Allow me to relay a story of a client who once had significant concerns about her son. Her son suffered from drug and alcohol dependency, but she didn’t want to deprive him of his inheritance. Tricia was distraught as she sat in my office conference room, directing me to prepare a trust that would disinherit her son, Antoine.
“I love Antoine, as he is my son,” she explained with tears in her eyes, “but I’m afraid whatever I leave him when I pass away will be wasted on drugs and alcohol. He’s had a terrible dependency problem his whole life, in and out of rehab. Because of his problems he can’t hold down a decent job – so he really needs an inheritance. I’m so conflicted – I don’t know what to do.”
I explained to Tricia that there is a way to provide Antoine an inheritance while preventing Antoine from wasting the money on drugs and alcohol. I told her that Antoine’s share could be held in a continuing trust rather than having money and assets distributed to him outright at Tricia’s demise.
“You would name an independent party – usually a bank or trust company is the best idea, to act as Antoine’s trustee. They would invest his inheritance to earn income, which they could distribute to pay for his food, clothing, shelter, health, and other needs.”
“Could I name my other son, Jeremey, to act as Antoine’s trustee?” Tricia asked. “I hate the idea of paying large bank fees to manage Antoine’s inheritance.”
“You could name Jeremey to act as trustee,” I answered, “but it would be against my advice. It’s never wise to name a son as the gatekeeper to his brother’s inheritance. Antoine is likely to resent Jeremey for having control over money that Antoine believes is rightfully his to control. And imagine a situation where Antoine approaches Jeremey for some money, Jeremey asks Antoine what the money is to be used for – suspecting that Antoine intends to buy drugs or something – and Antoine telling him that it’s none of his business. That could lead to some pretty nasty confrontations and acrimony.”
“So I should name a bank – but you didn’t answer my concern about fees,” Tricia said.
“The fees are usually quite reasonable when you consider everything that a trust company will do in this situation. They are going to professionally manage the weal and help Antoine create a budget so that the money will last for Antoine’s lifetime. They’ll file tax returns for the trust, and interact with me as the attorney for the file. They’ll also decide on the best way to make distributions.”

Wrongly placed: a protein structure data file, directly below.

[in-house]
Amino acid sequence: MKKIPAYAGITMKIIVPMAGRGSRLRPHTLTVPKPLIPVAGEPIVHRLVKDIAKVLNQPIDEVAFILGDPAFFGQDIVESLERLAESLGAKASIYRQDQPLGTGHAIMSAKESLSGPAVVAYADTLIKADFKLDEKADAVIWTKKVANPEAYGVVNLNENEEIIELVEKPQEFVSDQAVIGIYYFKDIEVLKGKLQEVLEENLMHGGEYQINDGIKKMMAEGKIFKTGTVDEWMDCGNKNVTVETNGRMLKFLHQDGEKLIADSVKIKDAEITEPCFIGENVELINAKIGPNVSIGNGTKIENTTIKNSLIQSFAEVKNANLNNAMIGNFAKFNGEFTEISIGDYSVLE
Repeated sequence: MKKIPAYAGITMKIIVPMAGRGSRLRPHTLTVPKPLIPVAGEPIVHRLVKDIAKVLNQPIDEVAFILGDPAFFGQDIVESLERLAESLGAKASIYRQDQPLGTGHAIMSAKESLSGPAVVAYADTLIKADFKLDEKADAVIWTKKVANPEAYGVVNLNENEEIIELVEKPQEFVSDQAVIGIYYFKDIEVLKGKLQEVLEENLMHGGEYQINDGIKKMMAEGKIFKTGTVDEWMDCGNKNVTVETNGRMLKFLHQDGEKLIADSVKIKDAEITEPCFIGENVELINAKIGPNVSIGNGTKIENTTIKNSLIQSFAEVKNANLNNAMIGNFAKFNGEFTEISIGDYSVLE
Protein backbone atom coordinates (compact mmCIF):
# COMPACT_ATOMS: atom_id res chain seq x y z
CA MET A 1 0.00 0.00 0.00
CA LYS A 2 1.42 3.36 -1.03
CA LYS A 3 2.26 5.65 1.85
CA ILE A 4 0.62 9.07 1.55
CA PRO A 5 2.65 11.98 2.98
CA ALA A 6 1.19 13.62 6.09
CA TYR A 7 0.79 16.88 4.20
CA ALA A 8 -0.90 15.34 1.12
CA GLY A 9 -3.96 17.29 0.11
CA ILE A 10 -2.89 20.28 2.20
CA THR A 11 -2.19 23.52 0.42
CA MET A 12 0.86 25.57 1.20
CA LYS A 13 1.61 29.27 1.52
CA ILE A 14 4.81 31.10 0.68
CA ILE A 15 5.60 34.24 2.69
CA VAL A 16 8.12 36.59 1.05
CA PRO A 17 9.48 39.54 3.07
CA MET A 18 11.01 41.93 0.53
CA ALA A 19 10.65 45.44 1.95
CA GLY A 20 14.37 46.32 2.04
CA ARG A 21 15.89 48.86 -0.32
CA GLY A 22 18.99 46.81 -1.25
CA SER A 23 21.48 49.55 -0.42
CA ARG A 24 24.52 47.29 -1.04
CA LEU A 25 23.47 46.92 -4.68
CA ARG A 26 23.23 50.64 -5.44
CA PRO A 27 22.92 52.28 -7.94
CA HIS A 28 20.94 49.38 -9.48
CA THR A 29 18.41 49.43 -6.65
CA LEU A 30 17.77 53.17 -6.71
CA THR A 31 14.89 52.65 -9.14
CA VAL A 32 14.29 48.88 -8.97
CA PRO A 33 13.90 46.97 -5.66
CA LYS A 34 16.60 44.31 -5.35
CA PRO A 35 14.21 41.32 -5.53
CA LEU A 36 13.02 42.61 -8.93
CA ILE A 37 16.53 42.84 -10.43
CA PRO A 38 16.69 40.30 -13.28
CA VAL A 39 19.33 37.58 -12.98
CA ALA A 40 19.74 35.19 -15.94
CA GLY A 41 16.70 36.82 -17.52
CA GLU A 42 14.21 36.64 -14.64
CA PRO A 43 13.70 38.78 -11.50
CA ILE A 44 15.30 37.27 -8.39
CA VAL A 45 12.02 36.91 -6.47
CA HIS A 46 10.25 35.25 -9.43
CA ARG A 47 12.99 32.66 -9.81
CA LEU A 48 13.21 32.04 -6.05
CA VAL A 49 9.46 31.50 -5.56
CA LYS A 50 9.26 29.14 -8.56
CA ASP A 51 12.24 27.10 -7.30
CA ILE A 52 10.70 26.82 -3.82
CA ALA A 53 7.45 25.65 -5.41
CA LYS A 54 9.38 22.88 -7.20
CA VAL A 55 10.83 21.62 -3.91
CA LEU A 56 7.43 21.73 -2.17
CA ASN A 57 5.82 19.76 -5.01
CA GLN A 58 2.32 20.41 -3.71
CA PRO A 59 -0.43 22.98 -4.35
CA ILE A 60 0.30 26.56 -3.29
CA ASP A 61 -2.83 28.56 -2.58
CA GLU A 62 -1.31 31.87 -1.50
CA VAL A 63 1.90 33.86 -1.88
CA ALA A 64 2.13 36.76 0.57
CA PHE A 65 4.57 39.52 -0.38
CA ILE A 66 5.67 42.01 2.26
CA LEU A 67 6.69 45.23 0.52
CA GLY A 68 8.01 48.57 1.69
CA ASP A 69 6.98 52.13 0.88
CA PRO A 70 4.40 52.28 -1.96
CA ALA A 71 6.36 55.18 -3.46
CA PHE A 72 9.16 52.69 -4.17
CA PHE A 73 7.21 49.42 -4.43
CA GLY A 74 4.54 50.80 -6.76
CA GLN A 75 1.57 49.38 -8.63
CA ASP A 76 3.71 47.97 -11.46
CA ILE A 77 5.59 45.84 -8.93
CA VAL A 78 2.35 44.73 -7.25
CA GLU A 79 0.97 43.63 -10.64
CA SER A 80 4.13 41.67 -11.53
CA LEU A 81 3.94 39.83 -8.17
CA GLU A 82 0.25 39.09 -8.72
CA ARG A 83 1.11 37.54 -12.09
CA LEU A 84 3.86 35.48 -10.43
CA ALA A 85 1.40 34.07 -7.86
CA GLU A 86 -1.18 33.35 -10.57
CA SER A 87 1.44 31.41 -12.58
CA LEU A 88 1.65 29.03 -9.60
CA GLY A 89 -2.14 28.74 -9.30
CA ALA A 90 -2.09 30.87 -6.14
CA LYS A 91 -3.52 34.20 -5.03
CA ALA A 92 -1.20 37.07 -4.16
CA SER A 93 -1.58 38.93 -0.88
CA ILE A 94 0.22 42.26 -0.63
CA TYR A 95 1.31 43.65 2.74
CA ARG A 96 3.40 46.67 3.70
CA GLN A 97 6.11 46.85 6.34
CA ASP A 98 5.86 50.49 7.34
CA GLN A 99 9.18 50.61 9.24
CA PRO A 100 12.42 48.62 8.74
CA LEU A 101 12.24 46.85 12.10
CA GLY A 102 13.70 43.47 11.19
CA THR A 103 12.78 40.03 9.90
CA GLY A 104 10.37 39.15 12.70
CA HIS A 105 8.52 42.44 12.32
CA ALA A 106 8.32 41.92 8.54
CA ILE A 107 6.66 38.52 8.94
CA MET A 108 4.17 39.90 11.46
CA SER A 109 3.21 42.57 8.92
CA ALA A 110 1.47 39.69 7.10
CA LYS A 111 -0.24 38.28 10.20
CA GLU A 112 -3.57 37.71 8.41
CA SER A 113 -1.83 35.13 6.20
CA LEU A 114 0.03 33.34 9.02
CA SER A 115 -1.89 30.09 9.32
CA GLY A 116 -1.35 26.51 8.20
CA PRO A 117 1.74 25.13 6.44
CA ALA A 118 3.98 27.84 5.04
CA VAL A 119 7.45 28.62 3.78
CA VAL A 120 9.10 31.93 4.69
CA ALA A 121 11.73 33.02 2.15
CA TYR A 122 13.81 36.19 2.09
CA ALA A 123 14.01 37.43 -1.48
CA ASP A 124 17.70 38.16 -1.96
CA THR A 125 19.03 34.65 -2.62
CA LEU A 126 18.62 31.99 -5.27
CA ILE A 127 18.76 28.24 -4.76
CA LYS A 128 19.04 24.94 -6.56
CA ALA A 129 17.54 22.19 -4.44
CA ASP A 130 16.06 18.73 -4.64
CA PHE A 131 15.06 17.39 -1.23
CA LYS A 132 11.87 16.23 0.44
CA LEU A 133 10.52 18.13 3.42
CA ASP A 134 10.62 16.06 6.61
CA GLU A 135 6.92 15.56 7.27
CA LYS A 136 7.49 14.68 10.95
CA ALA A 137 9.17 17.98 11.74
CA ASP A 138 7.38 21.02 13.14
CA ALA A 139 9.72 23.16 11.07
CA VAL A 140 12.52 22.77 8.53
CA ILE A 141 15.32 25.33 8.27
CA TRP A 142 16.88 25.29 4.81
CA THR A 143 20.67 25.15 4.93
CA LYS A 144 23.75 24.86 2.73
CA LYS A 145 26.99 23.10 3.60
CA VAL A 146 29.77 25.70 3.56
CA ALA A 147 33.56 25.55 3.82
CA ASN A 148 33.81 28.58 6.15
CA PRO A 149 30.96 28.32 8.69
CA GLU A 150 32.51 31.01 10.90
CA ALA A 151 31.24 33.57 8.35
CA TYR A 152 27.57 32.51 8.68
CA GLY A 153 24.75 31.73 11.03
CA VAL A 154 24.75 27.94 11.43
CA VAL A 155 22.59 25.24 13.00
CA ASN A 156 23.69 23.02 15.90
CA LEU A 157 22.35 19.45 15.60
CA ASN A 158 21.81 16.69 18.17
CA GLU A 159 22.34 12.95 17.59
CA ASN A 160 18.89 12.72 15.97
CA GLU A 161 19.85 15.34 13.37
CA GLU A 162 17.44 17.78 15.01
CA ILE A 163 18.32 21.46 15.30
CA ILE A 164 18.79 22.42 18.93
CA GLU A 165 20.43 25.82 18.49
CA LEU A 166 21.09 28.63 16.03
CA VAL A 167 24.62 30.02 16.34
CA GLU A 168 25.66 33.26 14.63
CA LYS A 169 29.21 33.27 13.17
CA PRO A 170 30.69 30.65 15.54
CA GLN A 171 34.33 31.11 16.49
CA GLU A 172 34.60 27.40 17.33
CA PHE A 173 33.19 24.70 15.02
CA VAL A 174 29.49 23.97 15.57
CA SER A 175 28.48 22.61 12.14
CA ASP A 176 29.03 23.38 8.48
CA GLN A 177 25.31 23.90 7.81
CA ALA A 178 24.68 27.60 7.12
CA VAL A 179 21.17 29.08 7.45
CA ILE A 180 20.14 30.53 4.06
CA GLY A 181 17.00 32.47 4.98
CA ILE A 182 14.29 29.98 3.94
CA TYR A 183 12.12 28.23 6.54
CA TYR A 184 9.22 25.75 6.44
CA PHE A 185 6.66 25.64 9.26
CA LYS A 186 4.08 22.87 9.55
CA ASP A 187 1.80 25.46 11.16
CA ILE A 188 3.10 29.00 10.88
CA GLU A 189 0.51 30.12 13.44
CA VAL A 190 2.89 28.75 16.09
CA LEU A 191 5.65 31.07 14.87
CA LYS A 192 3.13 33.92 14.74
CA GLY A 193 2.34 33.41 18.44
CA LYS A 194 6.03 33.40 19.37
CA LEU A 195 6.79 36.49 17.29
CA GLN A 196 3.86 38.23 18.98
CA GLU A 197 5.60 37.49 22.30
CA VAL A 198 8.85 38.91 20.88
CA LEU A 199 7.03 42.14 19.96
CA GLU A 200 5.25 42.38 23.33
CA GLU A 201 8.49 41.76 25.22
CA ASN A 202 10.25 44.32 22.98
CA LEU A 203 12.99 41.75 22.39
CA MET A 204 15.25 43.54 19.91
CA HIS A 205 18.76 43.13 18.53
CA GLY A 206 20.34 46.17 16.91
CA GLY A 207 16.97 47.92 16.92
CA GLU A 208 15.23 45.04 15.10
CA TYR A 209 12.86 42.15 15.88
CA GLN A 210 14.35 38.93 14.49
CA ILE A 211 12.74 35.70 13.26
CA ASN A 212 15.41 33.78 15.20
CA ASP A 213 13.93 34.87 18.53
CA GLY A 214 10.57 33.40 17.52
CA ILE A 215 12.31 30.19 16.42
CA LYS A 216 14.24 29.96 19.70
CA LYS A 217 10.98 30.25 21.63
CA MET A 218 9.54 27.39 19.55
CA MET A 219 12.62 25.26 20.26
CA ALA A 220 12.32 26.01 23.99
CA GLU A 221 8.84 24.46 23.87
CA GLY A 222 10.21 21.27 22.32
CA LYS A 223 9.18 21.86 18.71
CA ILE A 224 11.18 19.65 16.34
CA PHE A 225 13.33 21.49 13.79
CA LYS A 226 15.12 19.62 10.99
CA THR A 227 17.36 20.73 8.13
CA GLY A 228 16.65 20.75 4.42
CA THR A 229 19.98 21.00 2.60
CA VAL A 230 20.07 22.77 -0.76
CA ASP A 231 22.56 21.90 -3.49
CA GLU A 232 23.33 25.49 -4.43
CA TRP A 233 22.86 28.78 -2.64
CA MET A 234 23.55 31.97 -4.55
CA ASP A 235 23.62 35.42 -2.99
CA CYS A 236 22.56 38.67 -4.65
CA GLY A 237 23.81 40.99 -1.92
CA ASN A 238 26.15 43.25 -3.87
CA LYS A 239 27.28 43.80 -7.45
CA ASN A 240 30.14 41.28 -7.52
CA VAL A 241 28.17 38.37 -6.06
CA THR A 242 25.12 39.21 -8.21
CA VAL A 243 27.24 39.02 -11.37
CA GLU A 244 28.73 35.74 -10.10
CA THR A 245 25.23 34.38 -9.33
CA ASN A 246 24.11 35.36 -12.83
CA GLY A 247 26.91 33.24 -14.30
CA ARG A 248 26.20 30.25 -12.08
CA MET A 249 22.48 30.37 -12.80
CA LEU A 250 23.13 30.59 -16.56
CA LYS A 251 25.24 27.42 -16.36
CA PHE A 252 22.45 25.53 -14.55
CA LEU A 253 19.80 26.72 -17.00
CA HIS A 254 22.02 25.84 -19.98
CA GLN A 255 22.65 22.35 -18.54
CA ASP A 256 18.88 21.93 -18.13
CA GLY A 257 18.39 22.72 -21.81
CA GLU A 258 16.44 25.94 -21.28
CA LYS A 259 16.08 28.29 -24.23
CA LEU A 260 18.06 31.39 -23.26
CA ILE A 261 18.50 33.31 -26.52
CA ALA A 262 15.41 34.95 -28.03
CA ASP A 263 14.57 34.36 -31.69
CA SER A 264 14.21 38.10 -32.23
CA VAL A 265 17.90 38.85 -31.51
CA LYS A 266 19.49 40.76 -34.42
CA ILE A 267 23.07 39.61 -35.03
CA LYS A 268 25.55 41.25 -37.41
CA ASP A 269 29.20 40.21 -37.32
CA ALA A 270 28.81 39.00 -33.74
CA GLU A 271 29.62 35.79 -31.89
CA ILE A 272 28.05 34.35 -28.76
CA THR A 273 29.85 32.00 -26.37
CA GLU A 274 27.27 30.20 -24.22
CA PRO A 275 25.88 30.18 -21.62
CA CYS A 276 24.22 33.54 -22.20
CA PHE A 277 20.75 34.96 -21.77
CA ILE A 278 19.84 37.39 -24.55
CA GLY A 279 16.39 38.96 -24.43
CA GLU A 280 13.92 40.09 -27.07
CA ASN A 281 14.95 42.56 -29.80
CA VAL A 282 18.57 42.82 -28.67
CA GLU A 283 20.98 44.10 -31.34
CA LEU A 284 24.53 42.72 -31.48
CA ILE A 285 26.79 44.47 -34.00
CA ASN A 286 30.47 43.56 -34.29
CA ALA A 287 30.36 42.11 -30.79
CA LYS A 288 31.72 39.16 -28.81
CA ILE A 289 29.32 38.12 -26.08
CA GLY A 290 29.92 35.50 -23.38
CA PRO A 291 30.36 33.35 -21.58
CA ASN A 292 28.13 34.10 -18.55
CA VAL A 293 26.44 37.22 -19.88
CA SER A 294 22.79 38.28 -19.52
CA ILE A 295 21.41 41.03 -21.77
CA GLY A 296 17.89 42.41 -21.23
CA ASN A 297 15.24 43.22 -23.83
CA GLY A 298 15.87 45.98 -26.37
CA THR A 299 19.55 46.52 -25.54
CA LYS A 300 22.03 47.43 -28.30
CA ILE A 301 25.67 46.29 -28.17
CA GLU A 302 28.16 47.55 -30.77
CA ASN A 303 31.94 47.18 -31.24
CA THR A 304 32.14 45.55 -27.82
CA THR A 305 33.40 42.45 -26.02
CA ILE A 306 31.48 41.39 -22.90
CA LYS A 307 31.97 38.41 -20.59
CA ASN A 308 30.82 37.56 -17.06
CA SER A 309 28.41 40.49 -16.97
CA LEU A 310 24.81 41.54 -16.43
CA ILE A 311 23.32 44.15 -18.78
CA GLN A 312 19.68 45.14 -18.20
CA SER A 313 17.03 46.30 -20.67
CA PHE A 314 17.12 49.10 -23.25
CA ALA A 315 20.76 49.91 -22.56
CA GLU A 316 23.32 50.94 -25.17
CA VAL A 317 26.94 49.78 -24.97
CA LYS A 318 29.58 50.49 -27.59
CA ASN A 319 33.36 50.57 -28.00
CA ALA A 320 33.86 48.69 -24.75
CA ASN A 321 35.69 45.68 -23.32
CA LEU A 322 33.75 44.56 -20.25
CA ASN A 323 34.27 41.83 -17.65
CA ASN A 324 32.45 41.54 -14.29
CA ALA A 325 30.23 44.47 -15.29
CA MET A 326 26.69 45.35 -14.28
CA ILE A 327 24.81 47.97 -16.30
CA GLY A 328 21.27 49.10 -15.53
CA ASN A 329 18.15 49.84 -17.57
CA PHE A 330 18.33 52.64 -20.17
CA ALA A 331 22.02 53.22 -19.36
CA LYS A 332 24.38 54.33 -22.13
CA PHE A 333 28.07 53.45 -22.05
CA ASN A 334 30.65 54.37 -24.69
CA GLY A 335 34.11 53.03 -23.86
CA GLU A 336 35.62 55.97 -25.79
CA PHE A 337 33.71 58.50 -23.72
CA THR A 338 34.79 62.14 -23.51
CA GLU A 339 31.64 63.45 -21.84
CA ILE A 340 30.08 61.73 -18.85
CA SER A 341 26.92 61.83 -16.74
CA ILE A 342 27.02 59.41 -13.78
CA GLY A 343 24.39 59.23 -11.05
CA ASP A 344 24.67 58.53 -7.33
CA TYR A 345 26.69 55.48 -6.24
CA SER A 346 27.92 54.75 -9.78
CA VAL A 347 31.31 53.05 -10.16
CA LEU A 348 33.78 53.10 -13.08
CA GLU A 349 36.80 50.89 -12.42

“Antoine is very charming,” Tricia said with a wry smile, “and he can fool the best of them that he’s not suffering from his addiction when he really is. How is the trust company to know that the money it is distributing to Antoine will really be used for his necessities?”
“I will build provisions into your trust that would allow the trust company to suspend distributions to Antoine if they had reason to believe that he was having a relapse. Instead of making distributions of cash to Antoine, the trust could pay his rent directly, his doctors and health care agents directly and even his credit card receipts for groceries. The document would allow the trust company to demand that Antoine consent to taking blood tests or having a urinalysis completed to verify his condition. The trust could also provide that should rehabilitation be necessary, the trust will pay for those services. There’s a lot that we can do to keep the money away from being used for drugs and alcohol.”
“That sounds so harsh,” Tricia said with a worried look on her face.
“Yes, it is in a way,” I replied. “But it’s all to protect him from himself. You’d be doing him a favor, really, leaving an inheritance that will last his lifetime, be professionally managed, and keep it from being used for self-destructive behavior.”
“I don’t know about entrusting all of these decisions to a faceless entity like a bank or trust company.” She said.
“This is where you can enlist the help of Jeremey or some other trusted family member or friend. You could name Jeremey to remove and replace the bank or trust company if they aren’t doing a good job, and you could direct, in the document itself, the trust company to consult Jeremey’s opinion on Antoine’s condition or on any discretionary distribution that Antoine may request.”
“I guess that it’s a good idea,” Tricia said thoughtfully. “Let me see the draft and look at the wording to see if I like it.”
These decisions are never easy. Typically the language used in the legal documents is first drafted, then read and discussed before being modified to meet the particular needs of a beneficiary’s situation. Since no two situations are ever the same, the documents will always be different – but the concern remains the same.
©2023 Craig R. Hersch. Learn more at www.floridaestateplanning.com